This section is from the book "An Illustrated Flora Of The Northern United States, Canada And The British Possessions Vol3", by Nathaniel Lord Britton, Addison Brown. Also available from Amazon: An Illustrated Flora of the Northern United States, Canada and the British Possessions. 3 Volume Set..
Torr. Club 16: 67. 1889. Not A. laevigatus Lam. 1783. Aster Lowrieanus Porter, Bull. Torr. Club 21:
Glabrous, or very nearly so throughout; stem branched, 1°-4° high. Leaves thickish, firm, a little succulent, the basal slender-peti-oled, ovate to ovate-lanceolate, mostly cordate, acute or obtusish, serrate, or sometimes incised, 2'-6' long, those of the stem ovate to oblong, often cordate, contracted into winged petioles, the uppermost lanceolate; heads usually not very numerous, 2 1/2"-3" high, loosely panicled; involucre turbinate, its bracts obtuse or obtusish, appressed; rays light blue, 3"-4" long, but variable in length.
Stem usually stout, glabrous, or sometimes pubescent, 1°-6° high, branched above. Leaves rather thick, glabrous, or slightly pubescent, especially on the veins, the lower and basal ones cordate at the base, sharply serrate, ovate, acute or acuminate, 2-4' long, with slender naked petioles; upper leaves ovate, ovate-lanceolate, or lanceolate, less serrate, or entire, sessile, or with margined petioles, those of the branches lanceolate or linear-lanceolate, smaller; heads usually not numerous, 4"-5" high; involucre broadly turbinate or nearly hemispheric, its bracts linear-lanceolate, acute, rather loosely imbricated, glabrous, or nearly so, their tips green; rays 10-20, blue or violet, 3'-5" long; pappus nearly white.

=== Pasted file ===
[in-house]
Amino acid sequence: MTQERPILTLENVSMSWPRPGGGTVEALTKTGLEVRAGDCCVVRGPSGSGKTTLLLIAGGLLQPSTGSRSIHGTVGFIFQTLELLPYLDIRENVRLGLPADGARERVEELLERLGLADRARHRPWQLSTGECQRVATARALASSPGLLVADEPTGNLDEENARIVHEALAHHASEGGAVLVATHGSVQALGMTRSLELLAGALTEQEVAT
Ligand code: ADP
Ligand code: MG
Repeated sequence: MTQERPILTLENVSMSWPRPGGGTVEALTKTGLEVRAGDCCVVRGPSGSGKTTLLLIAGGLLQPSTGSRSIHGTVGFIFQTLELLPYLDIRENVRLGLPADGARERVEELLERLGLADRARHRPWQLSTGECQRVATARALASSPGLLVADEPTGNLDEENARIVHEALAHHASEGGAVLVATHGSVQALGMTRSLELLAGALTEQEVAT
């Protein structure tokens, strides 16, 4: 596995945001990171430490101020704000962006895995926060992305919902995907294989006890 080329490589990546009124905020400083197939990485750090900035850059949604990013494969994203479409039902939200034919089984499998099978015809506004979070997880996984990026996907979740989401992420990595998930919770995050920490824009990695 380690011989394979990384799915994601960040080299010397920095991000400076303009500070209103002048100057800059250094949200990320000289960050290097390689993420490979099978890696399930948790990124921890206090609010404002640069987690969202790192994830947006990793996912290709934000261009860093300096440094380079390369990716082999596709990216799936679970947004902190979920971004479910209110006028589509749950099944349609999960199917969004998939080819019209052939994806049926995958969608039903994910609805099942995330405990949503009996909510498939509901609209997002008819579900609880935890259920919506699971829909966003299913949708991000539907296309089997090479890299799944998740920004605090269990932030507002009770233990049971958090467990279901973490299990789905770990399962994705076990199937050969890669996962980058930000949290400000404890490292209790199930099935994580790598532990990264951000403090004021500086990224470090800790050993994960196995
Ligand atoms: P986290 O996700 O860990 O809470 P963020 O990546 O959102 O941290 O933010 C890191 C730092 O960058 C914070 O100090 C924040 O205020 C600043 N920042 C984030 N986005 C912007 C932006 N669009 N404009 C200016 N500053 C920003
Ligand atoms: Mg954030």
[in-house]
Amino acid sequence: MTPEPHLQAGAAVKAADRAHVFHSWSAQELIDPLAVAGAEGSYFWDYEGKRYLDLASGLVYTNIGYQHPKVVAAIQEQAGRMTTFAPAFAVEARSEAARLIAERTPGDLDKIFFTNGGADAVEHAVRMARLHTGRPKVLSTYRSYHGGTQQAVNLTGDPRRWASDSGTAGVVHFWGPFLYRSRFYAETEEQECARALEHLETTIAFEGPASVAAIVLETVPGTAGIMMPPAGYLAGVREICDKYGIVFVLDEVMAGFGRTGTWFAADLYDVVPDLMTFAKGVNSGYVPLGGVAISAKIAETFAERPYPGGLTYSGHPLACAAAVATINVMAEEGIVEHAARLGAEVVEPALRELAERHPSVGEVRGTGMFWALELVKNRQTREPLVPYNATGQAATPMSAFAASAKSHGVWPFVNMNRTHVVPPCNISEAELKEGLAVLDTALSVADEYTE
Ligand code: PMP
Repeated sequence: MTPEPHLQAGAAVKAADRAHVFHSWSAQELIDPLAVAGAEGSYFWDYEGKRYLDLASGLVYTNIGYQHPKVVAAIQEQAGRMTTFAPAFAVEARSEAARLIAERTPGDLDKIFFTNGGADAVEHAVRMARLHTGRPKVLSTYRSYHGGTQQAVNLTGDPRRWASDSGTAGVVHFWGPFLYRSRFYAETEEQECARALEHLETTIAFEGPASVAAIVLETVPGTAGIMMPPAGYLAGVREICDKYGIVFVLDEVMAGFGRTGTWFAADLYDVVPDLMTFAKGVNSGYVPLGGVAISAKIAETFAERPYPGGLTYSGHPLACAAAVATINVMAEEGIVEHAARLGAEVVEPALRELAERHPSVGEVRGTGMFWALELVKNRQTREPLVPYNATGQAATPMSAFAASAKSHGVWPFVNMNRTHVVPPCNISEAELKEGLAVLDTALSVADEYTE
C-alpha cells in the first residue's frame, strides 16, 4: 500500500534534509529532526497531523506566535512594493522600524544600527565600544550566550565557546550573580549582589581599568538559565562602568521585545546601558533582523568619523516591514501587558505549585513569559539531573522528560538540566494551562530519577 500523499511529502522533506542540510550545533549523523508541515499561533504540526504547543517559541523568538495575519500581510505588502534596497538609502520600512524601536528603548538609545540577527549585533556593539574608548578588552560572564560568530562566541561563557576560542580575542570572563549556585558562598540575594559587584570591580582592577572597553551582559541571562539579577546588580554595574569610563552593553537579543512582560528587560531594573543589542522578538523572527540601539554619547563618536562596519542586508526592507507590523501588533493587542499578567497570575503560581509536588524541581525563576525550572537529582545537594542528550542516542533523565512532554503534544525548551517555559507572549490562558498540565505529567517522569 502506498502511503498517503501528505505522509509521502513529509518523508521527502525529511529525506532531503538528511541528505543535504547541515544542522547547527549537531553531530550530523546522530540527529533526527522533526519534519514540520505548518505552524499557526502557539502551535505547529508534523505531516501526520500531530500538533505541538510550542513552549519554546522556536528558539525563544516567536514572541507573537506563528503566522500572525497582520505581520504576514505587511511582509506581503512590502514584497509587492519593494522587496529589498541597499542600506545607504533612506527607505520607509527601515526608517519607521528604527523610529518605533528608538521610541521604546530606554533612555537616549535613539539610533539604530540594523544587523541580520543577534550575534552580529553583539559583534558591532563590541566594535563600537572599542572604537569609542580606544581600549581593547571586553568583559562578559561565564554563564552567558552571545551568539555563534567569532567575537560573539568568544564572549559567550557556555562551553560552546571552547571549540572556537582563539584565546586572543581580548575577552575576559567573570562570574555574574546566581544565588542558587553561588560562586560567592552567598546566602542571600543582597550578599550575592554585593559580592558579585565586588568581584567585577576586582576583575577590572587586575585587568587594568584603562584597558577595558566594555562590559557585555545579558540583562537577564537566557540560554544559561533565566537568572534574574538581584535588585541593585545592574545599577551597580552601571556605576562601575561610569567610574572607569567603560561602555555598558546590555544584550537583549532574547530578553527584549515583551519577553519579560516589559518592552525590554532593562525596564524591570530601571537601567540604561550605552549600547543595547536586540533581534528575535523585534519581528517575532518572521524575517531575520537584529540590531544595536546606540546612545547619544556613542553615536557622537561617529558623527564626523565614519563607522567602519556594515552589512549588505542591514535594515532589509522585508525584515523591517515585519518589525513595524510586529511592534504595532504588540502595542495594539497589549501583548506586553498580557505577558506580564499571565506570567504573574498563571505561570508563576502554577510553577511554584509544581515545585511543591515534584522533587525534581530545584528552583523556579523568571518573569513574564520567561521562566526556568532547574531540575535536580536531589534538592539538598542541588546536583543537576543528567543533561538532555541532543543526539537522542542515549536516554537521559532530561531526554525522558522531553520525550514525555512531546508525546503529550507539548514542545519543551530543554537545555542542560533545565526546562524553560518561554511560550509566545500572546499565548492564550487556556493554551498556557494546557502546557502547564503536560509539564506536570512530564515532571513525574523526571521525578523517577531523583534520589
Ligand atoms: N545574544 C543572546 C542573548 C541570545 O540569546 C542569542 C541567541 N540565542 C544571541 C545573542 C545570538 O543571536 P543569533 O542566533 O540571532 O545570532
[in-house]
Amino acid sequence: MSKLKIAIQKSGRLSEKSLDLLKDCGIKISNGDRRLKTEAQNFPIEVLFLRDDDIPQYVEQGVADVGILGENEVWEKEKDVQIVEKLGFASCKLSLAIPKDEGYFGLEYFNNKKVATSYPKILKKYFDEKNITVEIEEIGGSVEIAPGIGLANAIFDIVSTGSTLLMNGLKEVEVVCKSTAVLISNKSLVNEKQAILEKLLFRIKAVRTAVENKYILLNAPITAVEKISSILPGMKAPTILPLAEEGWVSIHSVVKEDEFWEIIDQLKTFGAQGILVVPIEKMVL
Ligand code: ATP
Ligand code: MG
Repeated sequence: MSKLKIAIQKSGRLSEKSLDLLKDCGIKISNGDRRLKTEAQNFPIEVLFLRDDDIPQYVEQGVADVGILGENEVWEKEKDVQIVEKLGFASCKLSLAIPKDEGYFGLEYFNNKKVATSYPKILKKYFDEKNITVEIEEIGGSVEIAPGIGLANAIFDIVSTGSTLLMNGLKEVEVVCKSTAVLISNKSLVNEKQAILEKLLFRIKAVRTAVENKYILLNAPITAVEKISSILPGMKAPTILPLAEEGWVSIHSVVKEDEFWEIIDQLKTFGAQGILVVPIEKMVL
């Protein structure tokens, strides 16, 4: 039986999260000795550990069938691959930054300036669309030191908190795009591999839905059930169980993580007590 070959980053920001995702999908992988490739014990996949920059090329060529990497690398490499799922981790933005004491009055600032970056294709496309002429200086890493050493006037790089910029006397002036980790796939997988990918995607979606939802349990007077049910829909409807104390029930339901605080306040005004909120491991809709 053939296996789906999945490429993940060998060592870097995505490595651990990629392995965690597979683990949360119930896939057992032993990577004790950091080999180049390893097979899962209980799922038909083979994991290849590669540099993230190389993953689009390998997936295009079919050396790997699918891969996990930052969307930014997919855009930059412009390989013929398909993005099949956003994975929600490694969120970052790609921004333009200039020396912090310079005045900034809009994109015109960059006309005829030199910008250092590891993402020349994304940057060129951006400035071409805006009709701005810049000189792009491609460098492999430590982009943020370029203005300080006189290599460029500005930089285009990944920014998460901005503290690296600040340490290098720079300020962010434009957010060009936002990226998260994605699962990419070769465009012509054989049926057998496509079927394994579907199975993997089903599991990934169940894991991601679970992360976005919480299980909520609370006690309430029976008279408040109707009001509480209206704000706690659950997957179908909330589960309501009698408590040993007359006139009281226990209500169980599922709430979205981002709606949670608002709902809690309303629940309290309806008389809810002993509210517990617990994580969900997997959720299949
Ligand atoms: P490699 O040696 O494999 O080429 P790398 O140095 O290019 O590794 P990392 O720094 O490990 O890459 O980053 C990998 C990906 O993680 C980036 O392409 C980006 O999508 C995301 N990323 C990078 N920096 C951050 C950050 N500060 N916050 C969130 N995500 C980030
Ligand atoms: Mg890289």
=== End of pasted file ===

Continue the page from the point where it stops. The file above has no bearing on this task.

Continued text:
In open places, Labrador to Mackenzie, Alberta, Maine, New York, Michigan and Montana. Aug.-Oct.
Aster Drummondii Lindl. in Hook. Comp. Bot. Mag. 1:
Stem usually stout, finely and densely canescent, branched above, 2°-5° high. Leaves mostly thin, ovate or ovate-lanceolate, acuminate, rough above, canescent beneath, the lower and basal ones cordate, with slender naked petioles, sharply toothed, 2'-4' long, the upper cordate or rounded at the base, usually on margined petioles, those of the branches sessile and entire or nearly so, much smaller; heads 3"-4" high, rather numerous on the racemose branches; involucre turbinate, its bracts linear, slightly pubescent, acute or acuminate, their green tips appressed; rays 8-15, blue, 3"-4" long; pappus whitish.
In dry soil, borders of woods and on prairies, Ohio to Minnesota, Kentucky, Arkansas and Texas. Perhaps not specifically distinct from the following. Sept.-Oct.